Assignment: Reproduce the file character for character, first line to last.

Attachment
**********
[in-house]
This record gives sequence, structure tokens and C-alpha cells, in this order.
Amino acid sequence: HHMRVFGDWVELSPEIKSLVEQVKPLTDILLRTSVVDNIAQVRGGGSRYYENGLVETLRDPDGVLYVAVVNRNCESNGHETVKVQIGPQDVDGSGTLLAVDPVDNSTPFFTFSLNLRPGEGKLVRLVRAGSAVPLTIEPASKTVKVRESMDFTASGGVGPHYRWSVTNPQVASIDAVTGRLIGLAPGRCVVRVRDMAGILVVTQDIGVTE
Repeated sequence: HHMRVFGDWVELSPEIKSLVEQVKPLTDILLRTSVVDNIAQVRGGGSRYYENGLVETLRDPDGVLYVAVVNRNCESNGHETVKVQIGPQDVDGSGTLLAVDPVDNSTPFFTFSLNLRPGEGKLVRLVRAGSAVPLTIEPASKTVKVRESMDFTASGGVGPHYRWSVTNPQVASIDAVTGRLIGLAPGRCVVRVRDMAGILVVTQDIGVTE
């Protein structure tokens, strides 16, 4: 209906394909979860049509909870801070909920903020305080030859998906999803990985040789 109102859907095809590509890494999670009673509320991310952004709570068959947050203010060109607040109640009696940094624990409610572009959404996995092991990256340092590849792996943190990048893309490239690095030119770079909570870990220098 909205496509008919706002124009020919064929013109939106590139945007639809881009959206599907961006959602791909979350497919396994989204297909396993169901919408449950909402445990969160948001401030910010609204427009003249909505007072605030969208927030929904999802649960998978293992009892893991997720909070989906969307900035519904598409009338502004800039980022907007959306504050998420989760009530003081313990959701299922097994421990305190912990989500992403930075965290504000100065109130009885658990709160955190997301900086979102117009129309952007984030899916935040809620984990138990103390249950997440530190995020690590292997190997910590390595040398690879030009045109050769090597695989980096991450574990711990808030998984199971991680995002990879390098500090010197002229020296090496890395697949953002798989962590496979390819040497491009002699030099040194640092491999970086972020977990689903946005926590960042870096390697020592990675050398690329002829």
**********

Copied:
[in-house]
This record gives sequence, structure tokens and C-alpha cells, in this order.
Amino acid sequence: HHMRVFGDWVELSPEIKSLVEQVKPLTDILLRTSVVDNIAQVRGGGSRYYENGLVETLRDPDGVLYVAVVNRNCESNGHETVKVQIGPQDVDGSGTLLAVDPVDNSTPFFTFSLNLRPGEGKLVRLVRAGSAVPLTIEPASKTVKVRESMDFTASGGVGPHYRWSVTNPQVASIDAVTGRLIGLAPGRCVVRVRDMAGILVVTQDIGVTE
Repeated sequence: HHMRVFGDWVELSPEIKSLVEQVKPLTDILLRTSVVDNIAQVRGGGSRYYENGLVETLRDPDGVLYVAVVNRNCESNGHETVKVQIGPQDVDGSGTLLAVDPVDNSTPFFTFSLNLRPGEGKLVRLVRAGSAVPLTIEPASKTVKVRESMDFTASGGVGPHYRWSVTNPQVASIDAVTGRLIGLAPGRCVVRVRDMAGILVVTQDIGVTE
């Protein structure tokens, strides 16, 4: 209906394909979860049509909870801070909920903020305080030859998906999803990985040789 109102859907095809590509890494999670009673509320991310952004709570068959947050203010060109607040109640009696940094624990409610572009959404996995092991990256340092590849792996943190990048893309490239690095030119770079909570870990220098 909205496509008919706002124009020919064929013109939106590139945007639809881009959206599907961006959602791909979350497919396994989204297909396993169901919408449950909402445990969160948001401030910010609204427009003249909505007072605030969208927030929904999802649960998978293992009892893991997720909070989906969307900035519904598409009338502004800039980022907007959306504050998420989760009530003081313990959701299922097994421990305190912990989500992403930075965290504000100065109130009885658990709160955190997301900086979102117009129309952007984030899916935040809620984990138990103390249950997440530190995020690590292997190997910590390595040398690879030009045109050769090597695989980096991450574990711990808030998984199971991680995002990879390098500090010197002229020296090496890395697949953002798989962590496979390819040497491009002699030099040194640092491999970086972020977990689903946005926590960042870096390697020592990675050398690329002829």